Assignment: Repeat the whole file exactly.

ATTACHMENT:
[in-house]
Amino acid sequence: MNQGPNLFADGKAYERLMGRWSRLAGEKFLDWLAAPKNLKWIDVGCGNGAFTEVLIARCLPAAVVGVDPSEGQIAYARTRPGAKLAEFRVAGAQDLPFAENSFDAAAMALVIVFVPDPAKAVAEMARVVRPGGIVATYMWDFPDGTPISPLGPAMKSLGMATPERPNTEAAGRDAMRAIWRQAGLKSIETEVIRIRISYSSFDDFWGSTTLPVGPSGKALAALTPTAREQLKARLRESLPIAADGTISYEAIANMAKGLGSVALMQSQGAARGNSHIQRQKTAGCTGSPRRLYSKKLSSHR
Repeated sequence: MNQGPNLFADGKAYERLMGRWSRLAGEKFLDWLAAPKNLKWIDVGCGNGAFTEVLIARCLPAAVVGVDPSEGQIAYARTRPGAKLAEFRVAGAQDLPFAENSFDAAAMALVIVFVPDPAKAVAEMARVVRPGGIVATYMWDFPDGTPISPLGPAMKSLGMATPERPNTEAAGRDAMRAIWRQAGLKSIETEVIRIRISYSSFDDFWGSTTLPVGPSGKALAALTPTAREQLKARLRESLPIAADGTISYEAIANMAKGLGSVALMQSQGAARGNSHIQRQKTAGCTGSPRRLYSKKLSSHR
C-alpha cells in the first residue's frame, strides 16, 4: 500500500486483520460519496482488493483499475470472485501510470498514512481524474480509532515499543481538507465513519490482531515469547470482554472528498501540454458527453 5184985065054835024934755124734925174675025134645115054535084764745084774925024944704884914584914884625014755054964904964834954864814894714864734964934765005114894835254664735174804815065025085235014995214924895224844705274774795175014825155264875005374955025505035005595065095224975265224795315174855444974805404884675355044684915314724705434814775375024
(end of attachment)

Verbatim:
[in-house]
Amino acid sequence: MNQGPNLFADGKAYERLMGRWSRLAGEKFLDWLAAPKNLKWIDVGCGNGAFTEVLIARCLPAAVVGVDPSEGQIAYARTRPGAKLAEFRVAGAQDLPFAENSFDAAAMALVIVFVPDPAKAVAEMARVVRPGGIVATYMWDFPDGTPISPLGPAMKSLGMATPERPNTEAAGRDAMRAIWRQAGLKSIETEVIRIRISYSSFDDFWGSTTLPVGPSGKALAALTPTAREQLKARLRESLPIAADGTISYEAIANMAKGLGSVALMQSQGAARGNSHIQRQKTAGCTGSPRRLYSKKLSSHR
Repeated sequence: MNQGPNLFADGKAYERLMGRWSRLAGEKFLDWLAAPKNLKWIDVGCGNGAFTEVLIARCLPAAVVGVDPSEGQIAYARTRPGAKLAEFRVAGAQDLPFAENSFDAAAMALVIVFVPDPAKAVAEMARVVRPGGIVATYMWDFPDGTPISPLGPAMKSLGMATPERPNTEAAGRDAMRAIWRQAGLKSIETEVIRIRISYSSFDDFWGSTTLPVGPSGKALAALTPTAREQLKARLRESLPIAADGTISYEAIANMAKGLGSVALMQSQGAARGNSHIQRQKTAGCTGSPRRLYSKKLSSHR
C-alpha cells in the first residue's frame, strides 16, 4: 500500500486483520460519496482488493483499475470472485501510470498514512481524474480509532515499543481538507465513519490482531515469547470482554472528498501540454458527453 5184985065054835024934755124734925174675025134645115054535084764745084774925024944704884914584914884625014755054964904964834954864814894714864734964934765005114894835254664735174804815065025085235014995214924895224844705274774795175014825155264875005374955025505035005595065095224975265224795315174855444974805404884675355044684915314724705434814775375024